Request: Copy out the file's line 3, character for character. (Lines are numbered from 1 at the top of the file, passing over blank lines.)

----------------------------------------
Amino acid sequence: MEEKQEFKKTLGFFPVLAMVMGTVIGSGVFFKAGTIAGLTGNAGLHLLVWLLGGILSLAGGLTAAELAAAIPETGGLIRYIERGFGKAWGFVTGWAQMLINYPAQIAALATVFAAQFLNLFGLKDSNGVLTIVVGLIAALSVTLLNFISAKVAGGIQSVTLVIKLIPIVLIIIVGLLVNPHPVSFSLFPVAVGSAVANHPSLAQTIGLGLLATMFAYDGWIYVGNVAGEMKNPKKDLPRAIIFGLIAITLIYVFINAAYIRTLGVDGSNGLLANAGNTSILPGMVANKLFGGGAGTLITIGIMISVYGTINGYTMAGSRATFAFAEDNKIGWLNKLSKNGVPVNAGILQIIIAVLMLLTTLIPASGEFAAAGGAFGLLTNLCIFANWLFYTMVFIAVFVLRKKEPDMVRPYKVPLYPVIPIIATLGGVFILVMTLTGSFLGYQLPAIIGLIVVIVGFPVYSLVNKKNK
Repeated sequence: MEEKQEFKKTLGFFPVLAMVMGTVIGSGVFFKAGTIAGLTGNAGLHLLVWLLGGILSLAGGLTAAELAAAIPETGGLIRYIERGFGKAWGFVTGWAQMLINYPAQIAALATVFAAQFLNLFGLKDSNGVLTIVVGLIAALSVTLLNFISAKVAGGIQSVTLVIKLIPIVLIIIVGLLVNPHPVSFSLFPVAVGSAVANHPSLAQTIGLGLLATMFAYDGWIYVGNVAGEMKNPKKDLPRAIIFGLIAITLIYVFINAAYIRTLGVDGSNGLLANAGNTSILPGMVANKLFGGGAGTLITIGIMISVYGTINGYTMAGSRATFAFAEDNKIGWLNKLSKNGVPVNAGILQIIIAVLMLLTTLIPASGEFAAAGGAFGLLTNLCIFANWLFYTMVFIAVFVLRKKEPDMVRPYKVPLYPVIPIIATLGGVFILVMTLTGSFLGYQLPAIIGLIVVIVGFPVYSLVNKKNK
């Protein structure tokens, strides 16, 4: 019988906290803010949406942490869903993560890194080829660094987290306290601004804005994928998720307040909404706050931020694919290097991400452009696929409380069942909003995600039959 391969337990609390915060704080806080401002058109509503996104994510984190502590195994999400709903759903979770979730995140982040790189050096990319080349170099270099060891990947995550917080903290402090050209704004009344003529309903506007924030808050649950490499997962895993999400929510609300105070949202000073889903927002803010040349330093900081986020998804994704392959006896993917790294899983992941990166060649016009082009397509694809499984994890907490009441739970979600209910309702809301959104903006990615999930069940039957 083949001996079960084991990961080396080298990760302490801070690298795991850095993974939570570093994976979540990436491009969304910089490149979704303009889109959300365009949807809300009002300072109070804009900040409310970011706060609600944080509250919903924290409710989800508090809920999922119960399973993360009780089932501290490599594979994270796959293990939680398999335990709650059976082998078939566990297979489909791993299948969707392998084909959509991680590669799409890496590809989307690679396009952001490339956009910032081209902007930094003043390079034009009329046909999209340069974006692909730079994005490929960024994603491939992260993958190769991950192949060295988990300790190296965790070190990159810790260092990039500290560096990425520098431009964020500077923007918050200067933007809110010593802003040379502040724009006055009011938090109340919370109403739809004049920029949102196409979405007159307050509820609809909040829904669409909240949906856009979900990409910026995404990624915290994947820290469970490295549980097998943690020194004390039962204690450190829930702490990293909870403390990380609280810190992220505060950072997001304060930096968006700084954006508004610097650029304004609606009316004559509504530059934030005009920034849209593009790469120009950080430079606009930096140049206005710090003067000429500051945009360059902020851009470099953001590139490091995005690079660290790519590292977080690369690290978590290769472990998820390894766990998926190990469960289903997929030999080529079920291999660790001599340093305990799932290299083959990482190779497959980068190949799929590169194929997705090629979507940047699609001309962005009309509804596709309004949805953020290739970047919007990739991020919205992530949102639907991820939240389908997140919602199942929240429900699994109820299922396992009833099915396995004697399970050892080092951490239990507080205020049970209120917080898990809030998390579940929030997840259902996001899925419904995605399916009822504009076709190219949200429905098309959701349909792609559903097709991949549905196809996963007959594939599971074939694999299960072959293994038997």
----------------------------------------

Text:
């Protein structure tokens, strides 16, 4: 019988906290803010949406942490869903993560890194080829660094987290306290601004804005994928998720307040909404706050931020694919290097991400452009696929409380069942909003995600039959 391969337990609390915060704080806080401002058109509503996104994510984190502590195994999400709903759903979770979730995140982040790189050096990319080349170099270099060891990947995550917080903290402090050209704004009344003529309903506007924030808050649950490499997962895993999400929510609300105070949202000073889903927002803010040349330093900081986020998804994704392959006896993917790294899983992941990166060649016009082009397509694809499984994890907490009441739970979600209910309702809301959104903006990615999930069940039957 083949001996079960084991990961080396080298990760302490801070690298795991850095993974939570570093994976979540990436491009969304910089490149979704303009889109959300365009949807809300009002300072109070804009900040409310970011706060609600944080509250919903924290409710989800508090809920999922119960399973993360009780089932501290490599594979994270796959293990939680398999335990709650059976082998078939566990297979489909791993299948969707392998084909959509991680590669799409890496590809989307690679396009952001490339956009910032081209902007930094003043390079034009009329046909999209340069974006692909730079994005490929960024994603491939992260993958190769991950192949060295988990300790190296965790070190990159810790260092990039500290560096990425520098431009964020500077923007918050200067933007809110010593802003040379502040724009006055009011938090109340919370109403739809004049920029949102196409979405007159307050509820609809909040829904669409909240949906856009979900990409910026995404990624915290994947820290469970490295549980097998943690020194004390039962204690450190829930702490990293909870403390990380609280810190992220505060950072997001304060930096968006700084954006508004610097650029304004609606009316004559509504530059934030005009920034849209593009790469120009950080430079606009930096140049206005710090003067000429500051945009360059902020851009470099953001590139490091995005690079660290790519590292977080690369690290978590290769472990998820390894766990998926190990469960289903997929030999080529079920291999660790001599340093305990799932290299083959990482190779497959980068190949799929590169194929997705090629979507940047699609001309962005009309509804596709309004949805953020290739970047919007990739991020919205992530949102639907991820939240389908997140919602199942929240429900699994109820299922396992009833099915396995004697399970050892080092951490239990507080205020049970209120917080898990809030998390579940929030997840259902996001899925419904995605399916009822504009076709190219949200429905098309959701349909792609559903097709991949549905196809996963007959594939599971074939694999299960072959293994038997």